Shatter: ‘Up to Revenue’ how tax is collected
JUSTICE Minister Alan Shatter has waded into the row over the Revenue Commissioners’ deadline for householders to pay next year’s property tax before Christmas.
Speaking this morning before the launch of annual reports for the Human Rights Commission and the Equality Authority, he also said he expects a referendum on gay marriage to be held within the lifetime of the current government.
At the same time he suggested that the public may be suffering from “referendum fatigue” and hinted that no further referendums may take place until 2015.
Controversy has surrounded the payment of the property tax for 2014 with home owners who want to pay the full cost by credit or debit card – or via cheque – told that they are required to do so by November 27.
And while Fine Gael is supporting Revenue’s policy – and arguing that there are other payment options which mean that the tax can be paid next year – Labour leader and Tanaiste Eamon Gilmore has called on Revenue to reconsider the deadline.
Asked if Revenue should clarify the confusion sparked by a letter to almost one million households, Mr Shatter said: “It’s very clear.
“Nobody is obliged to pay this tax before 2014.
“There’s different methodologies for paying it on the notice that Revenue issued and if they want to refine the approach in some shape or form I’ve no difficulty with that but quite clearly no one is obliged to pay before 2014 and there are a whole range of ways of ensuring you don’t pay it before 2014.”
He said it is “up to Revenue” to decide how it might refine its approach to the property tax.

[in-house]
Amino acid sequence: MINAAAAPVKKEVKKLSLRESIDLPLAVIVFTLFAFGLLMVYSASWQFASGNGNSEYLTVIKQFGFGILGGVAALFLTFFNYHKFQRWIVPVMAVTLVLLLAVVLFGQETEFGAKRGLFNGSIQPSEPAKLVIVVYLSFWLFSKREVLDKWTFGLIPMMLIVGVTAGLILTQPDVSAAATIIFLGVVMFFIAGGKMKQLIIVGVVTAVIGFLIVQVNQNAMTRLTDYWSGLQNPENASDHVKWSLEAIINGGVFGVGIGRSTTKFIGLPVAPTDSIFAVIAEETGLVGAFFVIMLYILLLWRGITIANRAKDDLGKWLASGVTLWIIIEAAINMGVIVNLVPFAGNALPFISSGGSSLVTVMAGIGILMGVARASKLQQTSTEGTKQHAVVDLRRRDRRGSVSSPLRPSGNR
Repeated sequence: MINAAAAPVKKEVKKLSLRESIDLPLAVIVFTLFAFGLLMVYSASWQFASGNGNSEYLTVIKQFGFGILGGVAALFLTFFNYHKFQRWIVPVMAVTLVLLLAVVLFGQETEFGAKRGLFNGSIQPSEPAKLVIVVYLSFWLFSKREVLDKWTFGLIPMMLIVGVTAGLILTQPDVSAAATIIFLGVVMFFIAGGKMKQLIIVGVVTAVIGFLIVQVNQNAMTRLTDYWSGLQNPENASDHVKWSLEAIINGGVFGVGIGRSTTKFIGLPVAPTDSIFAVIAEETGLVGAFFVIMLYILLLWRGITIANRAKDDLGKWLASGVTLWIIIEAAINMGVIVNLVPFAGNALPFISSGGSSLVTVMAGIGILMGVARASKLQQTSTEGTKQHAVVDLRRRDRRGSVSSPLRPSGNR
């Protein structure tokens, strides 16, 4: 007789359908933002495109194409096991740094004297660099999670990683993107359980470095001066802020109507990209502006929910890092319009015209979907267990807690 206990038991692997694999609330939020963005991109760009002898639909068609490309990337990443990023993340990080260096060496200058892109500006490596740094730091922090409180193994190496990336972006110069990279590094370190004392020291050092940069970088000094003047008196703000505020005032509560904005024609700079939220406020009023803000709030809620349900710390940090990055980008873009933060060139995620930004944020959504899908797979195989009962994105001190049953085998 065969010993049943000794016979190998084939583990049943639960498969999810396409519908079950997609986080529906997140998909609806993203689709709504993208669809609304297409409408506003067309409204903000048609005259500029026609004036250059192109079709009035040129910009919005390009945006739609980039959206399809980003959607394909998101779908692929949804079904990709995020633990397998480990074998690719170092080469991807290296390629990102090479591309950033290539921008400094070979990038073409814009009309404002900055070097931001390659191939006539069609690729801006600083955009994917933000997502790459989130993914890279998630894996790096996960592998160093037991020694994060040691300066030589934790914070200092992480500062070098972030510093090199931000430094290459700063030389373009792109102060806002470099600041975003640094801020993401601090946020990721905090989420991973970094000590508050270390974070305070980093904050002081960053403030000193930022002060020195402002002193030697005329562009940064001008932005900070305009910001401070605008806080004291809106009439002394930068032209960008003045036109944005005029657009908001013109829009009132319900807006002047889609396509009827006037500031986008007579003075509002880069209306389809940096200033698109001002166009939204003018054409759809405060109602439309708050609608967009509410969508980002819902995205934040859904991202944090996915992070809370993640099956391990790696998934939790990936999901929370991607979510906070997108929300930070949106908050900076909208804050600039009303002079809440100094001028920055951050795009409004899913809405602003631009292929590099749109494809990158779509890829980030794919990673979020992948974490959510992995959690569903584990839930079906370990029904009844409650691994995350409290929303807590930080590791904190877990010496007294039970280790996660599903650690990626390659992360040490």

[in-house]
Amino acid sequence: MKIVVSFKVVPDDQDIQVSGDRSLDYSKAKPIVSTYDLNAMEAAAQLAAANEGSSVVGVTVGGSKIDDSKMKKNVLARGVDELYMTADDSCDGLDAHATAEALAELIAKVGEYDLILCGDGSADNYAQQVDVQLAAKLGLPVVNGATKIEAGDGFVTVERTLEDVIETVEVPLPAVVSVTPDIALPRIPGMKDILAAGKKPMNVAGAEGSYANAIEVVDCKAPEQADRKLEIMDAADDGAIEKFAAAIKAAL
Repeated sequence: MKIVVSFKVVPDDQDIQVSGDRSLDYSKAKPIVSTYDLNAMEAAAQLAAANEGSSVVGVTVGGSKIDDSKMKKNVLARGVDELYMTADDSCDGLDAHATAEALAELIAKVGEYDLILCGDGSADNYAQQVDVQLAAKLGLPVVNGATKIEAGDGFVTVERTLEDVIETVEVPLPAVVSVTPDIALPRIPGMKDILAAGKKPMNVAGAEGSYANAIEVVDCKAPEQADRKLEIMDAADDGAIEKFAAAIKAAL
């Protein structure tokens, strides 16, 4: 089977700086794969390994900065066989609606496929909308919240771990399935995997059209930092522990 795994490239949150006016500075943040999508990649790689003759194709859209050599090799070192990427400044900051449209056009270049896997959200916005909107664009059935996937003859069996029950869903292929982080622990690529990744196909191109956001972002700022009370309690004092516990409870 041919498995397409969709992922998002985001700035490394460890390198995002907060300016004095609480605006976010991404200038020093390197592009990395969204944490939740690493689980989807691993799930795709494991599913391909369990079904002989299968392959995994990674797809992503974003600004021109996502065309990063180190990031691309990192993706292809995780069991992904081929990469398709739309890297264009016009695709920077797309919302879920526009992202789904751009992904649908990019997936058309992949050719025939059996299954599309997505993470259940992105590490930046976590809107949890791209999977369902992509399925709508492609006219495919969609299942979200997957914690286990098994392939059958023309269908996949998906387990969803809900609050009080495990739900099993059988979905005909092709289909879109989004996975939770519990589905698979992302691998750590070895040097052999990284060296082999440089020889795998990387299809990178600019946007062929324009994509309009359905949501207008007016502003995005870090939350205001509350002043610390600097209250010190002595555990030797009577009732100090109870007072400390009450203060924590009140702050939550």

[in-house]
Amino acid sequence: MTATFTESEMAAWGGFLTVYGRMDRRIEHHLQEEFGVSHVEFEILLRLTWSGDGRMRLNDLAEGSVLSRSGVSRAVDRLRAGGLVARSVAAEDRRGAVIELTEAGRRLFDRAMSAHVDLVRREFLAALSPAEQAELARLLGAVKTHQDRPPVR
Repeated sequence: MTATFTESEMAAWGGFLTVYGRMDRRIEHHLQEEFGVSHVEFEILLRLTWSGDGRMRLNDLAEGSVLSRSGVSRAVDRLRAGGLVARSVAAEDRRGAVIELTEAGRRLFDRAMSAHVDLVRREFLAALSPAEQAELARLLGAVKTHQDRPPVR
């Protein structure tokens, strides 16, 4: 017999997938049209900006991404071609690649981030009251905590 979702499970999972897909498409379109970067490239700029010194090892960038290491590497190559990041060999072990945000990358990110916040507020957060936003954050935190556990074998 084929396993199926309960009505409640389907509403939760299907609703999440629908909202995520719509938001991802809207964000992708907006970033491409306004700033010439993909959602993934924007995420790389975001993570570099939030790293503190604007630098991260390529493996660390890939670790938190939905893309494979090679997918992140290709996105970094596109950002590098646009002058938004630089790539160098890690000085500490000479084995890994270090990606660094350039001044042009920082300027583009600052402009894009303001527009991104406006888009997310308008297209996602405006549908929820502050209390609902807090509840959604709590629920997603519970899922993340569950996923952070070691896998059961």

Meanwhile Mr Shatter said he is bringing a memo to Cabinet tomorrow on the issue of gay marriage adding: “I do believe it’s constitutional change that I would like to see effected.”
“Ultimately it’s an issue for the people and we’ll discuss it I’m sure constructively at cabinet tomorrow as to how to best approach matters.”
He said that that the issue of gay marriage is “entirely separate” to any debate on same-sex adoption and that separate legislation, the draft Children and Family Relationships Bill would cover areas such as people in civil partnerships who have families and disputes between parents and custody of and access to children.
Mr Shatter said: “But I emphasise they are separate to the issue of gay marriage and that these are issues that need to be addressed because our laws are completely out of sync with reality at this stage in the context of the multiplicity of family relationships within the state.”
He said that the timing of a referendum on gay marriage would be discussed by ministers but, referring to the series of referendums held in the last two years, added: “I suspect the general public are suffering referendum fatigue.
“Having been in the Dail for many years, I can’t recall so many referendums taking place during such a short period of time on so many very important issues.”
Mr Shatter said: “It may well be beneficial that 2014 is a referendum free year and that the further referendums that take place possibly should be in 2015” but added that he had “no fixed view on this”.